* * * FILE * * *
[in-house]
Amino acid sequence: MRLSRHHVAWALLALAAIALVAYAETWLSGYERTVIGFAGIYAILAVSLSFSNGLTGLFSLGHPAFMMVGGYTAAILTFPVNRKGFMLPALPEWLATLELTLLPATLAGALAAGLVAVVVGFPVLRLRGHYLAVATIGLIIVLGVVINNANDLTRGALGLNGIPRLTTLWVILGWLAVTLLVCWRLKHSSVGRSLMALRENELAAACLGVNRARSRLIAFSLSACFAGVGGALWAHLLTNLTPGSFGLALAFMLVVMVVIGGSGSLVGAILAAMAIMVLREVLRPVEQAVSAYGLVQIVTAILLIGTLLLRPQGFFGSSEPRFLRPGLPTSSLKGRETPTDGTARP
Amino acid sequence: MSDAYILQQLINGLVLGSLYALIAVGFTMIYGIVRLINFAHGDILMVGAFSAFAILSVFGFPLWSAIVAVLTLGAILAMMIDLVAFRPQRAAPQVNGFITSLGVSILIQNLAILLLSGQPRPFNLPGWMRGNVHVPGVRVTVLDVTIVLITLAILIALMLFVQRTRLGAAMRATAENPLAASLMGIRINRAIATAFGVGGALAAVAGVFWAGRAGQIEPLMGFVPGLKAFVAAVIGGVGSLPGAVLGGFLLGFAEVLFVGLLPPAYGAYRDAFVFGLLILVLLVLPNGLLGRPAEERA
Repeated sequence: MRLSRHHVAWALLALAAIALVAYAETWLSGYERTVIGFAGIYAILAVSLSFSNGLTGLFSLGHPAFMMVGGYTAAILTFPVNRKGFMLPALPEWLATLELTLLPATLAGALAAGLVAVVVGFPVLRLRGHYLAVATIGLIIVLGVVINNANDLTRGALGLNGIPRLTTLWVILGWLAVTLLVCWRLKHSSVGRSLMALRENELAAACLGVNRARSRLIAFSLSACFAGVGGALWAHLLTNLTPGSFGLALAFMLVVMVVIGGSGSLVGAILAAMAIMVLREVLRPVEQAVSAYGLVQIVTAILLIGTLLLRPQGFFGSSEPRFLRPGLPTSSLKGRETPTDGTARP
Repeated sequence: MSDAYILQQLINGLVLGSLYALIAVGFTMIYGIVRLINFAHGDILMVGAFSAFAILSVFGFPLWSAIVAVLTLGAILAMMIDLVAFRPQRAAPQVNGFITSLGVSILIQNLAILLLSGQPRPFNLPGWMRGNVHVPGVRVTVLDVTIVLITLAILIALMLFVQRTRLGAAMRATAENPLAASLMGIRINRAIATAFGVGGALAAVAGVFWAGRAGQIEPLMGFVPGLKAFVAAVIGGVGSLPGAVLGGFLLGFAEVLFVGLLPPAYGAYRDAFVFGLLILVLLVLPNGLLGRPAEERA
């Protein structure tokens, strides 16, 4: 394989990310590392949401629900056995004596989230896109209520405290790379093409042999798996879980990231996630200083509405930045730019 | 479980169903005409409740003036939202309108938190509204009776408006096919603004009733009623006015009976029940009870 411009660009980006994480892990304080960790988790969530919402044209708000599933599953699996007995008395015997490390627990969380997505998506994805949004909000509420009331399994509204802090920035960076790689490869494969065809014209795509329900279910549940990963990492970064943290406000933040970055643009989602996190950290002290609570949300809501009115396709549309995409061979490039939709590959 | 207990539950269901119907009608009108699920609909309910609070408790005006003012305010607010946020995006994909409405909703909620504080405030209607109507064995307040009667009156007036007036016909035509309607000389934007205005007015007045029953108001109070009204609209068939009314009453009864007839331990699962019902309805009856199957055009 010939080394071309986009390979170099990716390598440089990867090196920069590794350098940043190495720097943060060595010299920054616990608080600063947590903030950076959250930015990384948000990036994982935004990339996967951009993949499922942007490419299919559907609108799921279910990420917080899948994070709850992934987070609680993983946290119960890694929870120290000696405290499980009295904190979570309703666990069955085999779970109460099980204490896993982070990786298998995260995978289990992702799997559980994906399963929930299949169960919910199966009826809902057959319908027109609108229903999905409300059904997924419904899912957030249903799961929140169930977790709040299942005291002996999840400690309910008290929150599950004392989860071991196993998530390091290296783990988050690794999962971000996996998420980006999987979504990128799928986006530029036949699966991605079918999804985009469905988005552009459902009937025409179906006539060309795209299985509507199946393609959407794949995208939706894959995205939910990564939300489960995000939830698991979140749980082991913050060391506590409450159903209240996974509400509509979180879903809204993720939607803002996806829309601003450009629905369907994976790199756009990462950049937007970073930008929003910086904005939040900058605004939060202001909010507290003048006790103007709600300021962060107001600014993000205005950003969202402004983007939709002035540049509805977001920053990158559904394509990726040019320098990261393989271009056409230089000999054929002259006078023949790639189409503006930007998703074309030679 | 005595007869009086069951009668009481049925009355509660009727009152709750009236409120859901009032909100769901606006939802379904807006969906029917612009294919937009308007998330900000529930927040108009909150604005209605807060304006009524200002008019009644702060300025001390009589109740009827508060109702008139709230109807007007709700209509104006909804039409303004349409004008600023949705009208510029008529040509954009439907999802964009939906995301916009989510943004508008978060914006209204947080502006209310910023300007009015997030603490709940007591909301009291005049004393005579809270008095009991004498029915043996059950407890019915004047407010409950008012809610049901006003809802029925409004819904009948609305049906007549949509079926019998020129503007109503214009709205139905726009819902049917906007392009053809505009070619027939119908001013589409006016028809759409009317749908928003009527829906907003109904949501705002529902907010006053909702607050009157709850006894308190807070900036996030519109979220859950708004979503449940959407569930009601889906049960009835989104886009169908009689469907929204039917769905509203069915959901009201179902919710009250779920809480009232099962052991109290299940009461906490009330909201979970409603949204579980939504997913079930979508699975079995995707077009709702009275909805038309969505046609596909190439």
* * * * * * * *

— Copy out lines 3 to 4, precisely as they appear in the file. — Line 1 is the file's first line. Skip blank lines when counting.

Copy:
Amino acid sequence: MSDAYILQQLINGLVLGSLYALIAVGFTMIYGIVRLINFAHGDILMVGAFSAFAILSVFGFPLWSAIVAVLTLGAILAMMIDLVAFRPQRAAPQVNGFITSLGVSILIQNLAILLLSGQPRPFNLPGWMRGNVHVPGVRVTVLDVTIVLITLAILIALMLFVQRTRLGAAMRATAENPLAASLMGIRINRAIATAFGVGGALAAVAGVFWAGRAGQIEPLMGFVPGLKAFVAAVIGGVGSLPGAVLGGFLLGFAEVLFVGLLPPAYGAYRDAFVFGLLILVLLVLPNGLLGRPAEERA
Repeated sequence: MRLSRHHVAWALLALAAIALVAYAETWLSGYERTVIGFAGIYAILAVSLSFSNGLTGLFSLGHPAFMMVGGYTAAILTFPVNRKGFMLPALPEWLATLELTLLPATLAGALAAGLVAVVVGFPVLRLRGHYLAVATIGLIIVLGVVINNANDLTRGALGLNGIPRLTTLWVILGWLAVTLLVCWRLKHSSVGRSLMALRENELAAACLGVNRARSRLIAFSLSACFAGVGGALWAHLLTNLTPGSFGLALAFMLVVMVVIGGSGSLVGAILAAMAIMVLREVLRPVEQAVSAYGLVQIVTAILLIGTLLLRPQGFFGSSEPRFLRPGLPTSSLKGRETPTDGTARP